Hilltown Township, Pa., lies in the western corner of historic Bucks County. Located about 35 miles north of Philadelphia, the Township is home to the rolling farmland and 200-year-old farmhouses.
According to the Hilltown Water and Sewer Authority, the township is also home to naturally occurring arsenic in its groundwater. When measured in early 2003, arsenic levels in surrounding groundwater measured between 15 and 20 parts per billion (ppb). When the United States Environmental Protection Agency (EPA) reduced the federal arsenic standard to a maximum contamination level of 10 ppb in drinking water beginning January 2006, the authority had to act.
Testing the Waters
“We volunteered for the Environmental Technology Verification Program and tested an iron-based adsorption treatment technology from ADI International,” said Butch Erwin, operations manager, Hilltown Water and Sewer Authority. “The pilot test provided valuable information for our future system requirements, which included not only the reduction of arsenic levels, but of manganese and iron levels, too.”
The feed water for the verification test was drawn from an on-site chlorine detention tank containing groundwater that had been disinfected with sodium hypochlorite. The feed water—with an average total arsenic concentration of 21 ppb and a pH of 7.6—was treated with sulfuric acid to lower the pH to 6.4 prior to treatment. When operated under the manufacturer’s specified conditions for the site and at the design flow rate of 1.7 gallons per minute (gpm), the ADI system reduced the total arsenic concentration from an average of 21 ppb in the feed water to an average of 7 ppb in the treated water.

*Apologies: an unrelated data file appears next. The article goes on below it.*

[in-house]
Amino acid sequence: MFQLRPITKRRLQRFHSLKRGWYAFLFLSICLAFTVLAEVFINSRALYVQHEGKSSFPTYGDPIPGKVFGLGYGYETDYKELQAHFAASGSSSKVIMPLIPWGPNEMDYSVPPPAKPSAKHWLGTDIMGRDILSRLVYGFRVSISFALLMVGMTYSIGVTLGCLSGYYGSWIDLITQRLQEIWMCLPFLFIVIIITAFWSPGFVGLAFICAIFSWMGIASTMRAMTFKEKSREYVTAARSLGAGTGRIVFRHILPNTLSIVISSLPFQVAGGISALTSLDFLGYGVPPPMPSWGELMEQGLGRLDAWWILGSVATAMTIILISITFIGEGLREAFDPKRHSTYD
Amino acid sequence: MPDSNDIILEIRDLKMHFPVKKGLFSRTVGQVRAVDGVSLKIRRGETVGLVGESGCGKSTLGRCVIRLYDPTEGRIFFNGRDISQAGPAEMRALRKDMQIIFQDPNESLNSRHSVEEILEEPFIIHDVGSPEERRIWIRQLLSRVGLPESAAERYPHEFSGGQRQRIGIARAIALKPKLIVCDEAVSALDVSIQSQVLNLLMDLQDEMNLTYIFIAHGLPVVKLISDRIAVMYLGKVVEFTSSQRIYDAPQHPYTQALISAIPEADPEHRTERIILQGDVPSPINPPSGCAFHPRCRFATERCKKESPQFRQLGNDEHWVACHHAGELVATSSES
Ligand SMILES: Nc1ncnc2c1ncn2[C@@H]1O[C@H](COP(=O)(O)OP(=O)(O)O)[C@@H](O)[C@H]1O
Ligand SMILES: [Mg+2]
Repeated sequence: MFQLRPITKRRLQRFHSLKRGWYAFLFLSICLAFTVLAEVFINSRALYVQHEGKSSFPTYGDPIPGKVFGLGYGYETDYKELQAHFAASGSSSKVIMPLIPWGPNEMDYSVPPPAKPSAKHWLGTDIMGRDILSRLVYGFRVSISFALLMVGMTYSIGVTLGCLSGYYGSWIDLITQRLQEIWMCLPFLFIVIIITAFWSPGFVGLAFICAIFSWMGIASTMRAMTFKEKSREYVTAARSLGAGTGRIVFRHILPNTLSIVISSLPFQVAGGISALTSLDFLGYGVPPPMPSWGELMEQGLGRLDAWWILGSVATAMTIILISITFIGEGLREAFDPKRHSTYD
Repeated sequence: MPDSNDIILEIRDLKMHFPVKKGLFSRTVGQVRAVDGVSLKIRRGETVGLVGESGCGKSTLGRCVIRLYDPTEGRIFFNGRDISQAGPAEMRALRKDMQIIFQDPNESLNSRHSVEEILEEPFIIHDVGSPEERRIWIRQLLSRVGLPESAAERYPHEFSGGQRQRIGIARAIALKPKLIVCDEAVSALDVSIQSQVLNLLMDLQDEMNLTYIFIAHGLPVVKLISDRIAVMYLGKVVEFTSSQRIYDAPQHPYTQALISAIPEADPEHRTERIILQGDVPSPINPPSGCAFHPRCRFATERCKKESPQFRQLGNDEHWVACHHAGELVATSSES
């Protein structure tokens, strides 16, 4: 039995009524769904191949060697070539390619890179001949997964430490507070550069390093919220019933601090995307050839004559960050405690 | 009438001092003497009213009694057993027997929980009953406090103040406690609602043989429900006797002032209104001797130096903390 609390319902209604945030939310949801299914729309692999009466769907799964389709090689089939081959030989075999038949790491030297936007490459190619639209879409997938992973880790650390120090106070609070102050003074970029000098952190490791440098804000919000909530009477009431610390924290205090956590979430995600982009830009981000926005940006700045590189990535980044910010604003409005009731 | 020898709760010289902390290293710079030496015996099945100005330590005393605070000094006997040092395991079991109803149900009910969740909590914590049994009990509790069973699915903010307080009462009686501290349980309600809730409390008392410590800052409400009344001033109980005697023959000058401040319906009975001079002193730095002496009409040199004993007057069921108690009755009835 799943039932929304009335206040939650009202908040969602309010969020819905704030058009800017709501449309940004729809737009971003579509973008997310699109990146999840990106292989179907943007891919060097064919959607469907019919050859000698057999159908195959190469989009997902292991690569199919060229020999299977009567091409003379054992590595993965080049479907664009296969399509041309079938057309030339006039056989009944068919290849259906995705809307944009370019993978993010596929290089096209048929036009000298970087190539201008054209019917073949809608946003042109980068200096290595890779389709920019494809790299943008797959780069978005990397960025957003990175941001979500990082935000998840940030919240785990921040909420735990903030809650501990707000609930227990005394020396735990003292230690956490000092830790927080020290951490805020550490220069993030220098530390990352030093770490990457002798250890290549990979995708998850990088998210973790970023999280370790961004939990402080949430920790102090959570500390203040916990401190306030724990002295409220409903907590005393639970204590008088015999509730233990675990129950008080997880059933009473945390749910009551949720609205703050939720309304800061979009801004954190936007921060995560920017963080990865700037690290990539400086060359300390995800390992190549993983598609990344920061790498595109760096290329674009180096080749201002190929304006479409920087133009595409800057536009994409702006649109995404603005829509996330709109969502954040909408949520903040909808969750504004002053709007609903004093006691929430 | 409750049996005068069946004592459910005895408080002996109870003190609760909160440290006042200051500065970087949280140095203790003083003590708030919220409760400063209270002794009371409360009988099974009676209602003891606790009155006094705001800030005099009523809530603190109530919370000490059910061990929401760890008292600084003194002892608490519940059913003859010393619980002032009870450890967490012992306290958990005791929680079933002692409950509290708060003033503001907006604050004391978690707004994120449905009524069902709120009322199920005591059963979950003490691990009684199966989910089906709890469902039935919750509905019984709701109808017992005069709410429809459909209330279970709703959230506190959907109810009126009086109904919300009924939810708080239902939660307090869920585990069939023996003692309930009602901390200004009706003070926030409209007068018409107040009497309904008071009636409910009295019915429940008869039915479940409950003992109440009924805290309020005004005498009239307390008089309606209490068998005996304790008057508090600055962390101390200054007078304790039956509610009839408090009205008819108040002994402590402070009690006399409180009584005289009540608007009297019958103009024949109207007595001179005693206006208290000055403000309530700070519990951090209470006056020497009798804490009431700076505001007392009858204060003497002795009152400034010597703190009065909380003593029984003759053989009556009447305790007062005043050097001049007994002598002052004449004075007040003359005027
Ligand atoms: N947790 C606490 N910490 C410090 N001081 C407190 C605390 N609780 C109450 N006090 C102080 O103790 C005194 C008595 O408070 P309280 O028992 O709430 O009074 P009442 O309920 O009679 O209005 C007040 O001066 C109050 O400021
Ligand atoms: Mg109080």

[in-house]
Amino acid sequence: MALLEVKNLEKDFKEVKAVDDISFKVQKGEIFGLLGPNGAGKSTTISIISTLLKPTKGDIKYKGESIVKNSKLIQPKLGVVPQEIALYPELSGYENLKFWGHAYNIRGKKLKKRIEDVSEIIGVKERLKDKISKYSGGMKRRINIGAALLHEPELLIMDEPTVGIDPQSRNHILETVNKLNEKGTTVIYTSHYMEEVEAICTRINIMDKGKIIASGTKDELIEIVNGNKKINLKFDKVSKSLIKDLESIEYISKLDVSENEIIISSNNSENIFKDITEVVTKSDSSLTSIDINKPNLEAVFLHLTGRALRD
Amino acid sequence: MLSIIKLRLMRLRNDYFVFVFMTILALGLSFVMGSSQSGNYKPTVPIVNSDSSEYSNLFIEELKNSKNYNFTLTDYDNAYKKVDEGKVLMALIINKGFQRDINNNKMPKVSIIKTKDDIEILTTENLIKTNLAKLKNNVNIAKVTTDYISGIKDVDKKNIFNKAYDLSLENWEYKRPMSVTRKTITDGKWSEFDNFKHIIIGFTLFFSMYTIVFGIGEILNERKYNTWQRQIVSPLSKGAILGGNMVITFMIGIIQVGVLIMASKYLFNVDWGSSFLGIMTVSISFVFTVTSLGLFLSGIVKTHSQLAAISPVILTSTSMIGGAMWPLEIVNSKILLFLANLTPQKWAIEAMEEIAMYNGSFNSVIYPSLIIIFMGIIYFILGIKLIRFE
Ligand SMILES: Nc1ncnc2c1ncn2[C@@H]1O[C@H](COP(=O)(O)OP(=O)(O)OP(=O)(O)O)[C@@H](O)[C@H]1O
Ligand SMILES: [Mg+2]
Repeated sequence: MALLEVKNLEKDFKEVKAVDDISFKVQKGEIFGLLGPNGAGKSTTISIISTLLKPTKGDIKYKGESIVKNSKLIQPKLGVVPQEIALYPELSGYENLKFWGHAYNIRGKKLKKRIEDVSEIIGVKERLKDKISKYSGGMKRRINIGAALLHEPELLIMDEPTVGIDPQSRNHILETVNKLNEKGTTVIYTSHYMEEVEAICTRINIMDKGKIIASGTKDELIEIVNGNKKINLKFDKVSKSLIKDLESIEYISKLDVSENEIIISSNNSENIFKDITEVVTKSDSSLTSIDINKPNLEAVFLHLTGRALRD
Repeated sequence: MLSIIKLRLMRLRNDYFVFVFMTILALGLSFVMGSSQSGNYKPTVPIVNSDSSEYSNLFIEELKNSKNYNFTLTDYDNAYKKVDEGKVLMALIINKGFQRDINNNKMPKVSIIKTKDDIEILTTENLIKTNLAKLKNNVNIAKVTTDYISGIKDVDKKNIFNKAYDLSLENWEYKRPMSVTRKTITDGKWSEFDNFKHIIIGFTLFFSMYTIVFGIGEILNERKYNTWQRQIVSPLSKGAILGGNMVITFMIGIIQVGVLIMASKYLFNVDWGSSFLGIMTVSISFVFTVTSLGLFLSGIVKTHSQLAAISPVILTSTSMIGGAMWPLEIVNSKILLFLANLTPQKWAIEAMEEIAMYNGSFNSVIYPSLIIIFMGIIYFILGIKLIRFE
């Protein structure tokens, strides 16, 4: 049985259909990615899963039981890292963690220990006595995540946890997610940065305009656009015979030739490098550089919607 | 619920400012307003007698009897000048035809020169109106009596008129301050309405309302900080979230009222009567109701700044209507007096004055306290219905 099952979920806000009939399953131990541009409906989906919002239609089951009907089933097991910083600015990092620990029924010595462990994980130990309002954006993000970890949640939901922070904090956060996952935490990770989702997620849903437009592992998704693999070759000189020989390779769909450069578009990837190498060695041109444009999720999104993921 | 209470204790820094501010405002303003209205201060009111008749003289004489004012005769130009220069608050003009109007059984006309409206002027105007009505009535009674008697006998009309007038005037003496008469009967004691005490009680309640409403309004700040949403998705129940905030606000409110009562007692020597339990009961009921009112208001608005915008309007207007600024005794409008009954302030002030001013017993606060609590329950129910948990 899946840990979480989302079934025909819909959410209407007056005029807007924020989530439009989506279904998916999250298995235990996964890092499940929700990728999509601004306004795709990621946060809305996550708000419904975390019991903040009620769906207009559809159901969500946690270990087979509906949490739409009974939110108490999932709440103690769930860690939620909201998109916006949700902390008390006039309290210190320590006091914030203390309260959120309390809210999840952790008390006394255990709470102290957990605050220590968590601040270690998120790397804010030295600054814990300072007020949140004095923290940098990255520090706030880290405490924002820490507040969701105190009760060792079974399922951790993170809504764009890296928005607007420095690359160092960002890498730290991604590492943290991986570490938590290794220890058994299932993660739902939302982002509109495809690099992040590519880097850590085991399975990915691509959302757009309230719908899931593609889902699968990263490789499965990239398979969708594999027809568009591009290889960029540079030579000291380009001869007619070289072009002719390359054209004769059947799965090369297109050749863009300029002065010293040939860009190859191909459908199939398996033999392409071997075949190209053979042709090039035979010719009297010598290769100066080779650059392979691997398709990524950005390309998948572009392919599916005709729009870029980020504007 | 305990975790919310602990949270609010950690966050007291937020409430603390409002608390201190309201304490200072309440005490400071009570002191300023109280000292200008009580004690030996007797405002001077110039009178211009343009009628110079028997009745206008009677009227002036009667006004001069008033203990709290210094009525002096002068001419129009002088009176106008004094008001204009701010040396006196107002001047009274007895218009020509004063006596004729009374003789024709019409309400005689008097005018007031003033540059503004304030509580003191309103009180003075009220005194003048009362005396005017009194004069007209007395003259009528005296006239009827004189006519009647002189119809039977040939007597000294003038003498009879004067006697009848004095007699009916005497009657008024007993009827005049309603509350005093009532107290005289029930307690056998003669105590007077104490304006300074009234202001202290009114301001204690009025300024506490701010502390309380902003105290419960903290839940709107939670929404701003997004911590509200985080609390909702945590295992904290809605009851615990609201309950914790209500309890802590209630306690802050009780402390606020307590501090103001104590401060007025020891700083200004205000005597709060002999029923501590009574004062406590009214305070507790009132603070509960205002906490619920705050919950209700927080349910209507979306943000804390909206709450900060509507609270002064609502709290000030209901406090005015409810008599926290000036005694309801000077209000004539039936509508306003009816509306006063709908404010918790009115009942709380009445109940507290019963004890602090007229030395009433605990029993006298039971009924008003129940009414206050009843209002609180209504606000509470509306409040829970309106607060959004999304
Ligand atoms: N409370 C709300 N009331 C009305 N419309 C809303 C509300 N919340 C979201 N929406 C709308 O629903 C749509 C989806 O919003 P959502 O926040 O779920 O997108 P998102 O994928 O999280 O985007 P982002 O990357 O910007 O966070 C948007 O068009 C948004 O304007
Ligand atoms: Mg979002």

Although the arsenic removal system was judged to be effective, iron and manganese levels remained high. While the levels were not health risks, they did lead to customer complaints of discolored water and mineral deposits in bathtubs, showers, sinks and toilets.
The Best Solution
According to Erwin, the need to add sulfuric acid to the water was another reason to look for an alternative arsenic treatment technology. “Adding sulfuric acid to the treatment unit represented not only an additional step, but an additional expense as well. And from a safety standpoint, we’d prefer not to have to keep undiluted sulfuric acid on site.”
Nevertheless, Erwin and his colleagues were convinced of the efficacy of iron-based media, so they investigated similar technologies. The SORB 33  arsenic removal system utilizing Bayoxide E33  media from Severn Trent Services had been selected for use at several other EPA demonstration sites, so Erwin decided to find out more about the technology. When he learned that Severn Trent also was introducing the Omni-SORB  iron and manganese pre-treatment system, he considered the possibility that the combined technologies might provide the ideal solution for Hilltown Township’s water filtration needs.